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Trading Barbs: After Trade Agreement, Political Questions Remain In Canada

This year has been a far cry from the best-laid plans set by Minister Chrystia Freeland and the governing Liberals when she was elected in 2015. Canada and the United States have been seemingly deadlocked for months over details in the renegotiation of the North American Free Trade Agreement (NAFTA). The rhetoric away from the negotiating table only heated up, which led some to believe the deal was days away either from completion or from being dissolved. Luckily, the outcome was positive and a trilateral agreement will remain in place (USMCA).

As Canada’s Minister of Foreign Affairs, Chrystia Freeland has occupied an almost nightly presence in national and regional media that competes with the level of exposure given to Prime Minister Justin Trudeau. The pressure of balancing private negotiations and public scrutiny is immense, not to mention the need to respond to other issues on the global stage. Irritants, like the looming threat of automotive tariffs and new levies on aluminum and steel, have amplified the tension between two countries with a wide array of interdependent industries. Not least of which is the construction sector.

Which raises the question for equipment distributors: What are we fighting to save?

Construction starts and major infrastructure projects are not just drivers of economic growth; they are also the by-products of a well-functioning economy. When families can build new houses, governments can build new schools, and businesses can expand their operations and footprints, more equipment is needed to support that growth. When governments respond by reducing barriers to doing business and letting more goods flow freely across borders, so much the better. However, when consumer confidence dips and belt-tightening grips boardrooms and capitol buildings, the projects that keep job sites busy start to languish.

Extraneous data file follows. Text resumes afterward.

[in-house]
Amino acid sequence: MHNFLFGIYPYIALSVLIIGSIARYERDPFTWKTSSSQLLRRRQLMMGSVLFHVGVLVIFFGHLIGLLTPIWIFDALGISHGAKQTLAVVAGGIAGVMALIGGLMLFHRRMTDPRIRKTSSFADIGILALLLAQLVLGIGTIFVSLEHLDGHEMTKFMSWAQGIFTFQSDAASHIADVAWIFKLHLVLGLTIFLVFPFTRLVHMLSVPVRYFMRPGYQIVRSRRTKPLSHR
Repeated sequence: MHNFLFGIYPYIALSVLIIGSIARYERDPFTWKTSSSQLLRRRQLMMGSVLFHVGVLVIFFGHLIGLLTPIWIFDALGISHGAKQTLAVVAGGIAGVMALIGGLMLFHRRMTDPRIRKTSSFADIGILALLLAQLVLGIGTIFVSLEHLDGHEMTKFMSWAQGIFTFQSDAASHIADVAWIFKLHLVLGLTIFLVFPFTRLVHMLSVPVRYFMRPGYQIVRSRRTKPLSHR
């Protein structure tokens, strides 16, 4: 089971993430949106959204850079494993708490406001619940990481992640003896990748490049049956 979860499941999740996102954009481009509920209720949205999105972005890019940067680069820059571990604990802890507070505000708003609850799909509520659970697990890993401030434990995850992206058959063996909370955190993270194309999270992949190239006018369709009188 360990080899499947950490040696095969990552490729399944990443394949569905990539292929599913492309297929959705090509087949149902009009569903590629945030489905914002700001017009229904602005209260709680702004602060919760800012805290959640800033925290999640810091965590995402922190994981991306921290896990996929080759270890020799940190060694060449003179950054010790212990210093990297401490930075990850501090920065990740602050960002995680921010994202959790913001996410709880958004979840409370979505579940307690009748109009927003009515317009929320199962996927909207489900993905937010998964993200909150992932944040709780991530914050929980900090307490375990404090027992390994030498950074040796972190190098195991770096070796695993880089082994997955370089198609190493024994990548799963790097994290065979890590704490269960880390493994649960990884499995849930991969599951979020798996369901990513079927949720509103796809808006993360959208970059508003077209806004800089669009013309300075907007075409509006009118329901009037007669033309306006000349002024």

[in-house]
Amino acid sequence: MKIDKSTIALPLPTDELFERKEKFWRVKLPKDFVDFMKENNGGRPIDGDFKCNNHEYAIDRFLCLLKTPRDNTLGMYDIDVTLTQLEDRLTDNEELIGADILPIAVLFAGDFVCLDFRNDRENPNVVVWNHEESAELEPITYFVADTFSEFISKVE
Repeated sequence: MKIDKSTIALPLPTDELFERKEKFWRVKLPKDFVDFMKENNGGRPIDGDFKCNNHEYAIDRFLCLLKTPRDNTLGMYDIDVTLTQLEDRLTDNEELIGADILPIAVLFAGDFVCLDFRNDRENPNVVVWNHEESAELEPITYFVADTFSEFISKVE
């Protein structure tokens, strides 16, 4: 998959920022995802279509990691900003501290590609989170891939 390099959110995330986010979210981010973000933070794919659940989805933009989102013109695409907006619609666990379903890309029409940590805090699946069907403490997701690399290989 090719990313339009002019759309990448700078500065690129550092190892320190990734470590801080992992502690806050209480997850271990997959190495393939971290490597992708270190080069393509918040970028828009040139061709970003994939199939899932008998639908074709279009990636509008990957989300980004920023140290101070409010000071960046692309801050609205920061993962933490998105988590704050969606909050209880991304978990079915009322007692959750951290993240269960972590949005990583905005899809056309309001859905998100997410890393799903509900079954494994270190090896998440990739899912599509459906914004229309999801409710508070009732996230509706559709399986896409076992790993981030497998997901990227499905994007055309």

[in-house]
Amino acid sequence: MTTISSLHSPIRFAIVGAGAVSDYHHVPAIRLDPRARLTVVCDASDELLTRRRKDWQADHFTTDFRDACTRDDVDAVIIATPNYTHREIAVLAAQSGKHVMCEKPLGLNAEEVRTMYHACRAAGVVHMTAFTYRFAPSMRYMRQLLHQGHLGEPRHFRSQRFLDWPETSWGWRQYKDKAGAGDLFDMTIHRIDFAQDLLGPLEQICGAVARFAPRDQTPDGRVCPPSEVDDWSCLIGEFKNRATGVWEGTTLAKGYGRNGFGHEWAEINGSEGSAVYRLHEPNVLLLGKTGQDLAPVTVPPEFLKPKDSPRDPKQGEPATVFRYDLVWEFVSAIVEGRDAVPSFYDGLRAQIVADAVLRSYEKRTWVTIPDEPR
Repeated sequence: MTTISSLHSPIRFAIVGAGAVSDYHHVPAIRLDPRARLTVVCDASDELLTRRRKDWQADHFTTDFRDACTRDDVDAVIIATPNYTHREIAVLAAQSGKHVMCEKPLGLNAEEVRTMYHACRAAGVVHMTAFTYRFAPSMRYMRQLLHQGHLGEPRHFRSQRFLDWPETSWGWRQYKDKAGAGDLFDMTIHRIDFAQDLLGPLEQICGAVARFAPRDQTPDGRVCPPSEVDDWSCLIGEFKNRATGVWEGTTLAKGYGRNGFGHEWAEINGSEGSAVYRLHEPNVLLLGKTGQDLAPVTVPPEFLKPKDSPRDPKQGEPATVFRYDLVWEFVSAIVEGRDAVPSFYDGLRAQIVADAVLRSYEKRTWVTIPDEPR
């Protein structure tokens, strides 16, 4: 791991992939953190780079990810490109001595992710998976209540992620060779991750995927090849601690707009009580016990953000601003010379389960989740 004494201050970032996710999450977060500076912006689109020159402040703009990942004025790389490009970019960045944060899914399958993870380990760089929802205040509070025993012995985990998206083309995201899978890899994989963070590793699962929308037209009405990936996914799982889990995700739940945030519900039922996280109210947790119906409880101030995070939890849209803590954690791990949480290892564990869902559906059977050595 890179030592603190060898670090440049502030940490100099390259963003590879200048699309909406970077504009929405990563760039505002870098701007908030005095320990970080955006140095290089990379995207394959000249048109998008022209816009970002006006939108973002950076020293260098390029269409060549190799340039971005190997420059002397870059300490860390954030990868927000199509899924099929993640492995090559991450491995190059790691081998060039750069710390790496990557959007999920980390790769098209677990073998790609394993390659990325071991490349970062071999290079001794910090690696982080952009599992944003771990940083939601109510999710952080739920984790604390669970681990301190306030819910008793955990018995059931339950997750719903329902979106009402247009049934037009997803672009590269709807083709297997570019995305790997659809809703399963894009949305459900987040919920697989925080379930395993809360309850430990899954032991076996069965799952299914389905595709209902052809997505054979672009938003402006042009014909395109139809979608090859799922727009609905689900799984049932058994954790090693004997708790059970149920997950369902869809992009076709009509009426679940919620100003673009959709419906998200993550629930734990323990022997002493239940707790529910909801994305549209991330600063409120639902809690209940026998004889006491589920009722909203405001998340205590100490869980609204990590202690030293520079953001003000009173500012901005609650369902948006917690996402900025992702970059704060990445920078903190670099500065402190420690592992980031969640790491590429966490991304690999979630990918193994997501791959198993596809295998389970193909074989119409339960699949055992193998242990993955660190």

This summer, a Bloomberg News poll showed that Canadians’ expectations for economic growth were at a two-year low. That negative outlook was fueled by concern that Canada was being left out of negotiations while the U.S. and Mexico completed negotiations of their own bilateral deal. It has been widely reported that the negative effect of failing to reach a deal would be much worse for all economies than the tariffs levied by the U.S. and then by Canada in response, covering $16 billion in goods that are exchanged annually between the two countries. To underscore that point, in September, the heads of the U.S. Chamber of Commerce, the Business Roundtable, and the National Association of Manufacturers urged the U.S. Trade Representative Robert Lighthizer to maintain the trilateral structure of NAFTA. They got their wish, but attention will now turn to rejecting the tariff-happy approach of the executive branch that still has Canadian businesses reeling and global investors concerned about trade wars leading to an economic slowdown.